I am sure I will still watch it again on DVD to see if I like it better.


#7

[quote="rayne89, post:4, topic:177905"]

Oh and Kage no teenagers bit anyone in the the New Moon movie.

[/quote]

Yet the teens who are so into the Twilight craze ARE biting each other IRL. It is happening in my town.


#8

I took 8 12 year old girls to see it for my daughter's birthday on Friday night.

I read the books before I let my kids read them (we've only read the first two) and they enjoyed them.

I do have to say that this was probably the worst acting I have seen in a long time. SOOOO bad.

Steph


#9

Are the movies better than the book?

I've only read the first one and had to really force myself to get through it it was so bad, so boring, so flat, so wordy in a very bad way, and the characters so uninteresting. Why do Bella and Edward "love" each other?? :confused:I think I'd rather read James Joyce in pig latin. I'd at least be able to stay awake.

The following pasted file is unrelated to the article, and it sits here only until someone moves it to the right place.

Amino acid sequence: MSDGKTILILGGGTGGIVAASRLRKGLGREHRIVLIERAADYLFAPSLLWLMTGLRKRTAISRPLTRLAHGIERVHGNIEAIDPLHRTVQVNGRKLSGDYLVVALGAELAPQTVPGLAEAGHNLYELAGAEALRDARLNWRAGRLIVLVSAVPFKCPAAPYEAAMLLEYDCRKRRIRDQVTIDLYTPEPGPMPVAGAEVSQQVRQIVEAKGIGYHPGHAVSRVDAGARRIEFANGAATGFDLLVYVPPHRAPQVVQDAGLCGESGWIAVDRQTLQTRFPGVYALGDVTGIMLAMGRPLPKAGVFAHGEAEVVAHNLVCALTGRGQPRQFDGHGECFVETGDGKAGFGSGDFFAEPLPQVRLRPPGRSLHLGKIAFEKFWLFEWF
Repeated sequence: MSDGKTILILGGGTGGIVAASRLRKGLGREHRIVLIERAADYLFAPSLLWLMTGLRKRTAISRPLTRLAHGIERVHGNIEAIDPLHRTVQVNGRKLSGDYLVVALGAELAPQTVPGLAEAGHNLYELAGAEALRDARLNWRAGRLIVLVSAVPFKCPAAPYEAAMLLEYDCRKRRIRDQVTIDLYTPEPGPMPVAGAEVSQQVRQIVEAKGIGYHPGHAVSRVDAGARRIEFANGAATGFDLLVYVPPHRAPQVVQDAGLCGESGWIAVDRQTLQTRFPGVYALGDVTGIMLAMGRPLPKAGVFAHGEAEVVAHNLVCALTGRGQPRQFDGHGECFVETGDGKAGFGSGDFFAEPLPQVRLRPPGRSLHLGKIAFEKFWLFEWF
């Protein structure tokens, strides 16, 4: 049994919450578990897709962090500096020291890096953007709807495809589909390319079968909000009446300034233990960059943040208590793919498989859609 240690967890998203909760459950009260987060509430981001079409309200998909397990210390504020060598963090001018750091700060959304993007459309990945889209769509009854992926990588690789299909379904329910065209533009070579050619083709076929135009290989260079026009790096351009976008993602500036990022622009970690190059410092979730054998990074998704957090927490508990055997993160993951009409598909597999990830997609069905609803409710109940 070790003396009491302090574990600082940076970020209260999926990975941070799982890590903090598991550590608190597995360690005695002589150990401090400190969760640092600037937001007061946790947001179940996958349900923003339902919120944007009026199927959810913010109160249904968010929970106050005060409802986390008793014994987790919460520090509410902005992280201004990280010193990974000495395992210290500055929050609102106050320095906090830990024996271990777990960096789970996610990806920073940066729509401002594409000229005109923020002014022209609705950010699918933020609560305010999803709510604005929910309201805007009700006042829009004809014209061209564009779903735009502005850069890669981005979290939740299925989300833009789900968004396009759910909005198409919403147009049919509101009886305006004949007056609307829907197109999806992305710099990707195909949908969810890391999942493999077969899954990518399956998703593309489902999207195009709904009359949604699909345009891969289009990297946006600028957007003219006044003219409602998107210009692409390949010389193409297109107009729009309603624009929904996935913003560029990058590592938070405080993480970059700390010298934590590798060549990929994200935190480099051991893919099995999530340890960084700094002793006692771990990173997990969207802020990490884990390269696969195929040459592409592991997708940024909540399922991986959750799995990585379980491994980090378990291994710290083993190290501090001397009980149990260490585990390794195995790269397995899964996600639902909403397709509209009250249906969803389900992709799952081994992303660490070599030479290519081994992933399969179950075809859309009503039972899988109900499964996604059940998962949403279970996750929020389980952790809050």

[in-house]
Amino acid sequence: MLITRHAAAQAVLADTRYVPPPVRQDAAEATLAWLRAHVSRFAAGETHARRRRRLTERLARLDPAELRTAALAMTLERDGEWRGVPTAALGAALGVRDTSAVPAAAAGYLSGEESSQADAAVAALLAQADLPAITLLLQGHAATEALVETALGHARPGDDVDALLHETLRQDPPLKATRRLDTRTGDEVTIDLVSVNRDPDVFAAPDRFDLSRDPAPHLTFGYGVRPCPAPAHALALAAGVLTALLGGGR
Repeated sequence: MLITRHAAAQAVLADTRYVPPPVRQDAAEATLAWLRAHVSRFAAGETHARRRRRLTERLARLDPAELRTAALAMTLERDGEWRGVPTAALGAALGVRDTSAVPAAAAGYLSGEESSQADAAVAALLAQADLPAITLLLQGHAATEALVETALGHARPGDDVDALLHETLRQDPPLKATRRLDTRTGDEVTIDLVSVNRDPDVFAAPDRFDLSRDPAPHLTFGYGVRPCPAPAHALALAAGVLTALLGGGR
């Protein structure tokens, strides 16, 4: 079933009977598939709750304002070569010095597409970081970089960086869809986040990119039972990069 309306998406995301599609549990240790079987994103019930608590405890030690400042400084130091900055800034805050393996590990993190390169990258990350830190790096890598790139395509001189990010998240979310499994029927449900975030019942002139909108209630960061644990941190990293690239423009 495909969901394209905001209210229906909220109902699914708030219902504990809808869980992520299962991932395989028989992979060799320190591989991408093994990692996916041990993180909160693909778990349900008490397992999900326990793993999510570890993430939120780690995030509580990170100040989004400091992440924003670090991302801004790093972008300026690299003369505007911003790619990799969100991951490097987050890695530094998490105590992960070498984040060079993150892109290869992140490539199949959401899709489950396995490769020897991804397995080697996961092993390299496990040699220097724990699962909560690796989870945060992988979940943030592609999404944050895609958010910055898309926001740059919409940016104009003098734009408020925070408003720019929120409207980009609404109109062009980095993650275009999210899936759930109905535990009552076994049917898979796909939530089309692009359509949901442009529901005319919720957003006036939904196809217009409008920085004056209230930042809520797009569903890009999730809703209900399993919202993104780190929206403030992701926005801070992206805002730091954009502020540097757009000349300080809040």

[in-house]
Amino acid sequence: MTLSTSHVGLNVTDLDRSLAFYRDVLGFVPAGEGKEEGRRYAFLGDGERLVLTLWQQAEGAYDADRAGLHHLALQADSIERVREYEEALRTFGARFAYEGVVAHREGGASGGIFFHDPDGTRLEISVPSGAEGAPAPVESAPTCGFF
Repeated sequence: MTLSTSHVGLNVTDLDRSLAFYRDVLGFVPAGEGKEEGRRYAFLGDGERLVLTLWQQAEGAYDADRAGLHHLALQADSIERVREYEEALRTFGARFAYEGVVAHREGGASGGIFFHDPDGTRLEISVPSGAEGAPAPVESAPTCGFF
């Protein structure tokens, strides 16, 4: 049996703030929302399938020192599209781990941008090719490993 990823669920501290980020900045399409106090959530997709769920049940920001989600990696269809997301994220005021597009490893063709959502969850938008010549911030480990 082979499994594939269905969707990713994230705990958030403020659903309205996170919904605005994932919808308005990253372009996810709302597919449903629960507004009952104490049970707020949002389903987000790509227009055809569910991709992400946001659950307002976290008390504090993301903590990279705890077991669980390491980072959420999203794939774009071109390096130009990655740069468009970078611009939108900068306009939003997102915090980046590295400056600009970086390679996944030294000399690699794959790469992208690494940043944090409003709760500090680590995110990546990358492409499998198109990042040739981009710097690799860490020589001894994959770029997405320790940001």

I can't imagine the movies being good but maybe I'm missing something?:confused:


#10

[quote="kage_ar, post:7, topic:177905"]
Yet the teens who are so into the Twilight craze ARE biting each other IRL. It is happening in my town.

[/quote]

Oh my.:eek: My daughter hasn't mentioned anything like that going on in her circle of people.


#11

Since it looks to me like there are a lot of mothers taking daughters to see the movie or just adults taking kids, please take a moment to listen to this:

lifeteen.com/default.aspx?PageID=PODCASTS2 (If the review for New Moon doesn’t start right away, click on it)

“Good head on your shoulders.” That really stands out to me. I look at my little sister’s girlfriends in her 5fth grade class going bonkers over this and it gets me thinking, “Do they have good heads on their shoulders?” I think not…let’s just tread carefully.

Peace&blessings


#12